Luis Buenaventura is head of product at Satoshi Citadel Industries, the parent company of Rebit.ph, a Philippine bitcoin-based remittance service.
The sister cities of Hong Kong and Macau currently house more than 200,000 migrant Filipinos between them.
The breakdown is fairly homogenous in terms of occupation: the largest group consists of 160,000 Filipinas working on Foreign Domestic Helper visas on the Hong Kong side, with a little under 17,000 on the Macau side.
Together, the two groups transferred over $380m back to their families in the Philippines in 2013, amounting to between 30% and 40% of their collective wages.
The remittances industry has become something of an obsession of mine over this last year, as we have begun the long process of thoroughly educating ourselves on the Overseas Filipino Workers (OFW) situation around the world and rolled out our bitcoin remittance service.
There’s an oft-touted statistic when discussing the ‘global remittance challenge’ that I love sharing: in 2014, an estimated $436bn will be remitted around the world by migrant workers, and $47bn of that will be spent on transaction fees.
It’s a great soundbite, because it’s so startling. $47bn! That’s five times India’s education budget, 14x South Africa’s healthcare budget, and the entire GDP of Kenya.
“Surely, there is something we can do about this,” I naively thought, at the start of this process.
It was a staggering proportion of remitted funds lost to the (arbitrary?) costs of transmission and, in my mind, that constituted the proverbial industry that was ripe for disruption. Of course, it’s never as simple as that. There is, after all, a huge difference between the possibility of disruption and the ripeness thereof.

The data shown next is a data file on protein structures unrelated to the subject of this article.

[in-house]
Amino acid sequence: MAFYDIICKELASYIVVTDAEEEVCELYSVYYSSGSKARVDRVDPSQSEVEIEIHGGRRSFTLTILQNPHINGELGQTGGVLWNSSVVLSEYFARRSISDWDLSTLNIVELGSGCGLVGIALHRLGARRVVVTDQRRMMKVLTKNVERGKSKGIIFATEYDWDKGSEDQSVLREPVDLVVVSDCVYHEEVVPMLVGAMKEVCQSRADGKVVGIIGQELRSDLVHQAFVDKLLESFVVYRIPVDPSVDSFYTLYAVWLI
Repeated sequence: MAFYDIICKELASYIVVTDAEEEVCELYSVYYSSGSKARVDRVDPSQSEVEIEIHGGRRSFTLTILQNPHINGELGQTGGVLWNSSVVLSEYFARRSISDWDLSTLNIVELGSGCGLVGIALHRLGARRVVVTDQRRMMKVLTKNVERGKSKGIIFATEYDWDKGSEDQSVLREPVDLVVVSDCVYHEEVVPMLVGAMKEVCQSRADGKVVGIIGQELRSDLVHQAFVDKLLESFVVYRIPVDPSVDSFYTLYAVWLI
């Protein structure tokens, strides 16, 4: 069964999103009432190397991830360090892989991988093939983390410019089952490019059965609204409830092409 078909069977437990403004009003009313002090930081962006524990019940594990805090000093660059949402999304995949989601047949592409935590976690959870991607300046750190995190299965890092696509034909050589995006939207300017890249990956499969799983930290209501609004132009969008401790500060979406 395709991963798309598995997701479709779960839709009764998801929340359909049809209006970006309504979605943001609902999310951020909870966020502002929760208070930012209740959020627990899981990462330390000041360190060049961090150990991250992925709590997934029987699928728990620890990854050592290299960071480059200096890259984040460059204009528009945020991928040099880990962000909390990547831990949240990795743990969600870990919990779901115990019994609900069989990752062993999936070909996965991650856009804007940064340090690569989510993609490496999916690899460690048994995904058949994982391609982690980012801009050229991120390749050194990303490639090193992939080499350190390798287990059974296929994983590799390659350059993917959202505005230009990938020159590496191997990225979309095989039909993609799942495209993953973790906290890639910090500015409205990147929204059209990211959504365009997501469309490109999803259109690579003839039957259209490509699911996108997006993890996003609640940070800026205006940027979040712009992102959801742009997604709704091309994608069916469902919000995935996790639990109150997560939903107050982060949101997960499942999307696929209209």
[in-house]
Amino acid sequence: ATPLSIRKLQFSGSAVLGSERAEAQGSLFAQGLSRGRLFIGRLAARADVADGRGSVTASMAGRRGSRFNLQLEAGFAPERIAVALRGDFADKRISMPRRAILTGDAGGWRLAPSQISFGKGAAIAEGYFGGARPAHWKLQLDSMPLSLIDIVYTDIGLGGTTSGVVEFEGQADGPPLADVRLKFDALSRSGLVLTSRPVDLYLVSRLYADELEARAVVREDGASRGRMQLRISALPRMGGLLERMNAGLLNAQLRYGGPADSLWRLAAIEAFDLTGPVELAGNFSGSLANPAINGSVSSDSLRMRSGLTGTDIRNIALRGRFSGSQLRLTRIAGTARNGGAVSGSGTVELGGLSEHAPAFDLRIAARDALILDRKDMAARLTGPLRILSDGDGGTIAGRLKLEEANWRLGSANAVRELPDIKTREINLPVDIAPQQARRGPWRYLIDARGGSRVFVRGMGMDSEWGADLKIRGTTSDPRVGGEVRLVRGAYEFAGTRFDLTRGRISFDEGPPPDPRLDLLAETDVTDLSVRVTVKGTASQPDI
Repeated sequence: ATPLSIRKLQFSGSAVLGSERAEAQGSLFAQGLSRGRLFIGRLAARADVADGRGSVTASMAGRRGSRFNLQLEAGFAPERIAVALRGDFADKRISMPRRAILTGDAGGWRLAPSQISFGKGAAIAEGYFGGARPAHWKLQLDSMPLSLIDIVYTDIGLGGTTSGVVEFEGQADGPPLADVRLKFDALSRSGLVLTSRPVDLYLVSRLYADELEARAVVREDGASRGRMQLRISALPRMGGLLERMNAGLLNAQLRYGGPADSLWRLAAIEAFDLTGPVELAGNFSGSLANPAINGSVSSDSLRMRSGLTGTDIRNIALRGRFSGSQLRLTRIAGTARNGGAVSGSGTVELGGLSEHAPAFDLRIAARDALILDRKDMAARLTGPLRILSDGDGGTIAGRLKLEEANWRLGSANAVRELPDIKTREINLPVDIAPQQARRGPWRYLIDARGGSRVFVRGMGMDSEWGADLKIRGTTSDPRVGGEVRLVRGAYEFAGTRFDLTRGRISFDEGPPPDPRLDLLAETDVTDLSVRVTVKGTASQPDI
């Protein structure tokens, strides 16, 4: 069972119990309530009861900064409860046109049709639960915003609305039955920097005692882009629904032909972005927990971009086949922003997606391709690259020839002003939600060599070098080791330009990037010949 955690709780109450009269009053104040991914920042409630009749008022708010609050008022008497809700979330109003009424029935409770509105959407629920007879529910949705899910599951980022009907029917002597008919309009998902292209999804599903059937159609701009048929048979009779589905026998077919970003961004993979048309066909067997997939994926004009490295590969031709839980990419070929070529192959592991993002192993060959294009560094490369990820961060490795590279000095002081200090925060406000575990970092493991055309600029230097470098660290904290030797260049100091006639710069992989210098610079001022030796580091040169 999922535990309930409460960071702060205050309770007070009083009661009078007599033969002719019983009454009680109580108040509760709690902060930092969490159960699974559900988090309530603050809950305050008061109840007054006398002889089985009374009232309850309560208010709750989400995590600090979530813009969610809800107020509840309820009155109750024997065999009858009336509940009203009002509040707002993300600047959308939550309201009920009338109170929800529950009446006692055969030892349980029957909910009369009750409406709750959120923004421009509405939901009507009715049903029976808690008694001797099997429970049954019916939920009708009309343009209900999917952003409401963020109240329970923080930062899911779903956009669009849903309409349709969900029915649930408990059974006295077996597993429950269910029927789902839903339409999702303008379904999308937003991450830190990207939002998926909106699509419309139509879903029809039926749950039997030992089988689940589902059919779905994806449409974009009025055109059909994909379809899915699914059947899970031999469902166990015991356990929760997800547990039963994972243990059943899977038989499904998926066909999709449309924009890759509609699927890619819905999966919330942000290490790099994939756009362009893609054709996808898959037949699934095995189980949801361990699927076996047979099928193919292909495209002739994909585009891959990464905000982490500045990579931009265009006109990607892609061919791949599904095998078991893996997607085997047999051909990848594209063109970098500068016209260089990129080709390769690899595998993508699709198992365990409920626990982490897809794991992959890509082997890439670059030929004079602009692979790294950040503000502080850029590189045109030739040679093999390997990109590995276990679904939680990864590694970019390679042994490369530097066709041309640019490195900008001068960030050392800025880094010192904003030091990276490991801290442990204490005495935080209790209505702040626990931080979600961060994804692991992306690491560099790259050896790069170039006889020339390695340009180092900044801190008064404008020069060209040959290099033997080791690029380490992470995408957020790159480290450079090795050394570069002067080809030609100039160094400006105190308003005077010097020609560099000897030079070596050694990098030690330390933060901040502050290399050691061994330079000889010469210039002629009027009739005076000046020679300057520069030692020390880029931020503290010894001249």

Upon closer inspection, in fact, it appears as if the remittances industry is being quasi-disrupted on a fairly regular basis.
Inside a remittance hub
During Rebit.ph’s recent trip to Hong Kong, we spent hours talking to the patrons and vendors at the popular mall World Wide House (WWH), which on a Sunday constitutes the densest concentration of Filipinos in the country.
Each of WWH’s four floors have a dozen or so separate remittance establishments, and every one of these shops had lengthy queues extending outwards from their respective windows.
As the financial capital of Southeast Asia, Hong Kong’s remittance industry is predictably competitive. Each shop reportedly pays upwards of 55,000 HKD ($7,096) in monthly rent, so only the strongest businesses survive.
The most popular of these shops is probably the Franki Exchange Co. Even in this fiercely competitive environment, they have managed to open three branches in the same mall, practically one per floor.
A quick inspection of their rates shows why. Their pricing is cheap — almost unbelievably so — and their workflow is streamlined enough that they are processing customers at a rate of nearly one per minute. The average Filipino remitter can expect to queue up for about an hour to send money home, which is important if you only have one day a week with which to run all your errands.
- ^ Bitcoin ATMs (www.coindesk.com)
- ^ Bitspark (www.coindesk.com)
- ^ Rebit (www.coindesk.com)
- ^ Hong Kong traffic (www.shutterstock.com)
- ^ Asia (www.coindesk.com)
- ^ China (www.coindesk.com)
- ^ Hong Kong (www.coindesk.com)
- ^ Macau (www.coindesk.com)
- ^ Philippines (www.coindesk.com)
- ^ Remittance (www.coindesk.com)
- ^ Southeast Asia (www.coindesk.com)